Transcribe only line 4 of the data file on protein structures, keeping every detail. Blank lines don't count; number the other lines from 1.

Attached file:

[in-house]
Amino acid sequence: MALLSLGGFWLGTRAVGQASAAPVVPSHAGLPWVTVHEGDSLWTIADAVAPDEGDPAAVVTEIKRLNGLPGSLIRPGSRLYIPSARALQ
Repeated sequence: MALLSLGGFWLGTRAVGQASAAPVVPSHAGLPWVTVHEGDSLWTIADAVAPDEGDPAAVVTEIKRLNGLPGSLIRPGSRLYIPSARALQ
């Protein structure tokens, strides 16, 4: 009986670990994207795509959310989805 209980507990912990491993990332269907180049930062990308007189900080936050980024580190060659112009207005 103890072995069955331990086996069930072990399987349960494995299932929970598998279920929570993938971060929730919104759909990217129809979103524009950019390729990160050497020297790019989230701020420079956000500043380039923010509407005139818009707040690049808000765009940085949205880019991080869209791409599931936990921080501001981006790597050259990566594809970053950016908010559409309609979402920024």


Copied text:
């Protein structure tokens, strides 16, 4: 009986670990994207795509959310989805 209980507990912990491993990332269907180049930062990308007189900080936050980024580190060659112009207005 103890072995069955331990086996069930072990399987349960494995299932929970598998279920929570993938971060929730919104759909990217129809979103524009950019390729990160050497020297790019989230701020420079956000500043380039923010509407005139818009707040690049808000765009940085949205880019991080869209791409599931936990921080501001981006790597050259990566594809970053950016908010559409309609979402920024």